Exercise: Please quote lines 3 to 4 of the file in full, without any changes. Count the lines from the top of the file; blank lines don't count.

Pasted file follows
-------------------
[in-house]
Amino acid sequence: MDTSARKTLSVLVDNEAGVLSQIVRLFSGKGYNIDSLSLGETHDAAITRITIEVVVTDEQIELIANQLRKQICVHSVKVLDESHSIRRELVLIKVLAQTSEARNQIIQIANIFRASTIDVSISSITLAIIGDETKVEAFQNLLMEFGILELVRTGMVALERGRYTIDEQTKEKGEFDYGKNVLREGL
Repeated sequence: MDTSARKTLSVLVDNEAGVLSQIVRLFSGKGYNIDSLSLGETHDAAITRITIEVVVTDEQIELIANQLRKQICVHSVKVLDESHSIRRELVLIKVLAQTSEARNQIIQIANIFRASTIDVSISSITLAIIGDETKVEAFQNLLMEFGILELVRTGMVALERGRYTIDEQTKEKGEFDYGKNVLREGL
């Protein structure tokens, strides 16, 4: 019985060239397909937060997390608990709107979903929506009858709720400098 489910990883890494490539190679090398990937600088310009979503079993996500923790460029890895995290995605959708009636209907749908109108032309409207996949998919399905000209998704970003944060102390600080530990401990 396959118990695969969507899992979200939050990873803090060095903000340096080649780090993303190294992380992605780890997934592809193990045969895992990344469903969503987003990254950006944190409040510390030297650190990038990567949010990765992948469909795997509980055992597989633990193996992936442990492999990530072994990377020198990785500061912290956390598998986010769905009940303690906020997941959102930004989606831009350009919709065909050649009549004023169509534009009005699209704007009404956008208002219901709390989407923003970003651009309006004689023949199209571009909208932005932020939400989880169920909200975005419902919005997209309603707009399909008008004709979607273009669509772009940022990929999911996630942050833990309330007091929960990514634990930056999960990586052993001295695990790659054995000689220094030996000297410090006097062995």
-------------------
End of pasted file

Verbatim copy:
Repeated sequence: MDTSARKTLSVLVDNEAGVLSQIVRLFSGKGYNIDSLSLGETHDAAITRITIEVVVTDEQIELIANQLRKQICVHSVKVLDESHSIRRELVLIKVLAQTSEARNQIIQIANIFRASTIDVSISSITLAIIGDETKVEAFQNLLMEFGILELVRTGMVALERGRYTIDEQTKEKGEFDYGKNVLREGL
């Protein structure tokens, strides 16, 4: 019985060239397909937060997390608990709107979903929506009858709720400098 489910990883890494490539190679090398990937600088310009979503079993996500923790460029890895995290995605959708009636209907749908109108032309409207996949998919399905000209998704970003944060102390600080530990401990 396959118990695969969507899992979200939050990873803090060095903000340096080649780090993303190294992380992605780890997934592809193990045969895992990344469903969503987003990254950006944190409040510390030297650190990038990567949010990765992948469909795997509980055992597989633990193996992936442990492999990530072994990377020198990785500061912290956390598998986010769905009940303690906020997941959102930004989606831009350009919709065909050649009549004023169509534009009005699209704007009404956008208002219901709390989407923003970003651009309006004689023949199209571009909208932005932020939400989880169920909200975005419902919005997209309603707009399909008008004709979607273009669509772009940022990929999911996630942050833990309330007091929960990514634990930056999960990586052993001295695990790659054995000689220094030996000297410090006097062995």